Sunday, September 23, 2018

Dread Nation and Rebel Seoul: for all your action/adventure needs!

Cybils nominations are almost open! From Oct 1-15 you can nominate your favourite kid/YA books in a bunch of different categories. This year I'm a round 1 judge for YA Spec Fiction, so I'm trying to get a head start on reading the books I'm pretty sure will be nominated. And these two are definitely going to be nominated!

If you like adventure with a sci-fi flavour, set in a futuristic city with giant fighting robots, then have I got a book for you! Or if you prefer alternate-history fantasy with corsets and zombies, then I also have a book for you! (Not the same one. That would be, well, I guess that would be a time travel book, and I don't have one of those for you today!)

I've been looking forward to reading these two books for a while, because they have such awesome premises: Rebel Seoul, by Axie Oh, has a sort of 1984 dystopian vibe, with the world divided into constantly warring states, except it's more fun because GIANT FIGHTING ROBOTS! Ahem. (I would like to state for the record that I find the concept of giant fighting robots entirely ridiculous.)(End of disclaimer.) Our main character Jaewon grew up in a gang in Old Seoul, but he can escape all that if he excels at the military academy, (which appears to consist mostly of playing video games, so, yeah!) He's got a complicated past that I would like to have seen more of (prequel maybe?? hint, hint) but basically he's driven to succeed and he's pinned all his hopes on becoming a Neo Seoul soldier. But guess what: all is not shiny and bright in Neo Seoul. There's some unethical stuff going on about supersoldiers (something always goes wrong with supersoldiers: will dystopian governments never figure that out?)(except for Captain America, apparently. that one was fine for some reason??) and Jaewon ultimately has to decide where his loyalty lies. This one definitely reminded me of Marie Lu's Legend series: if you liked that one you need to check Rebel Seoul out.

Dread Nation, by Justina Ireland, hashes the American Civil War and slavery together with zombies and adds a cynical, short-tempered, zombie-slaying black narrator. There was no way this could not be good, and it was. As a young Negro in a post-slavery but terribly prejudiced zombie-overrun America, Jane is required to attend combat school and prepare to defend well-bred white ladies from the undead. Jane has opinions about this, but she is very good at her training. She's not very good at doing what she's told, however, and she gets sent to a scary utopian settlement (utopian for the white folks, that is) and meets even nastier people than the zombies. Many zombies are decapitated or otherwise killed in grisly ways; Jane kicks butt in zombie-slaying as well as in friend-rescuing and standing-up-for-justice; slavery and prejudice and institutionalized injustice are examined with the interesting perspective that zombies add. (For the record, zombies are an inherently ridiculous concept and I don't usually like the kinds of plots that they inevitably produce, but they do make great metaphors for whatever societal ills you happen to want to excoriate.) Jane is an entirely enjoyable narrator to ride along with: I particularly loved her letters home describing Miss Preston's School of Combat.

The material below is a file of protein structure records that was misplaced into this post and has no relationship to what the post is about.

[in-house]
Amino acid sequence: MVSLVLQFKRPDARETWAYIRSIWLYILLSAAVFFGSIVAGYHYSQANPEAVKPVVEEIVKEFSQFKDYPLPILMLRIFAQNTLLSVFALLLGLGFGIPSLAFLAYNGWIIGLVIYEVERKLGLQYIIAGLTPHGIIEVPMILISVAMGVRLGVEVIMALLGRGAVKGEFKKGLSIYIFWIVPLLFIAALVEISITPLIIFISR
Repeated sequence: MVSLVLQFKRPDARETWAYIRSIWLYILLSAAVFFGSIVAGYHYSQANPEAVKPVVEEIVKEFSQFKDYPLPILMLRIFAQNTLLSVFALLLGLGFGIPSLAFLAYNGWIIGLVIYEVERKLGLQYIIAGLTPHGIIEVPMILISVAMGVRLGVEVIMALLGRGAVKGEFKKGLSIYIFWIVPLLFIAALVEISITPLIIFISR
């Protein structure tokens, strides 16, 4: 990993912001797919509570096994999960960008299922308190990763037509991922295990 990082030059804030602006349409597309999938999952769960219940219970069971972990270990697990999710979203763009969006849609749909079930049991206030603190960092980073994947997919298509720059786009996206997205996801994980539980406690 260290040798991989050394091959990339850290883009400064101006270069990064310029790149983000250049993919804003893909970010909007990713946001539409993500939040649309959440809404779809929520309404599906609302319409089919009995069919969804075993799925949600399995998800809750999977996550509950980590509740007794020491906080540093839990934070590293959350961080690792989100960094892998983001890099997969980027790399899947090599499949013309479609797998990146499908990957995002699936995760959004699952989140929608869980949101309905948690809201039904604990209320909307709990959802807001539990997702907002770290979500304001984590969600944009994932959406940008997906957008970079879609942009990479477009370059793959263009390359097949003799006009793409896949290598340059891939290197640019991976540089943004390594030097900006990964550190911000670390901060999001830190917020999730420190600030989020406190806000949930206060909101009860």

Both these books are wonderful at creating fascinating, unique, immersive settings. They also both have lots to say about economic and social disparities: the settings aren't just fun sandboxes to play in (though they are certainly that); they also point very pointed fingers at the inequities of our own world. In an entertaining, you-are-an-arrogant-bigot-so-I-will-blow-you-up kind of way.

Cliffhanger warning: not terrible cliffhangers, but these are both first books and the story continues! (Yay!)

Start thinking about the books you want to nominate: I can't wait to see what everyone thinks were the best books in 2018! (And being a round 1 judge means I have to read most of them, so that will be fun!)

Monday, September 17, 2018

Tess of the Road, by Rachel Hartman

I finally got around to reading Tess of the Road, and I don't know what took me so long! As usual, all the Bloggers I Trust were absolutely right: this is a fantastic, moving, meaningful book.

It's also a very hard book to talk about. It's not what you expect: it doesn't fit into any categories. It's a quest fantasy, sort of, but Tess has no idea what she's questing for. It's a coming-of-age story, but before Tess can come of age she has to overcome her childhood, which is not usually what fantasy coming-of-age is about. There is magic, but it looks more like religion—and oh, interesting and thought-provoking take on religion in general, which almost never happens, especially in fantasy. There are dragons, sort of, but not in the same way as in Seraphina. The one on the cover is metaphorical. There are lots of metaphors.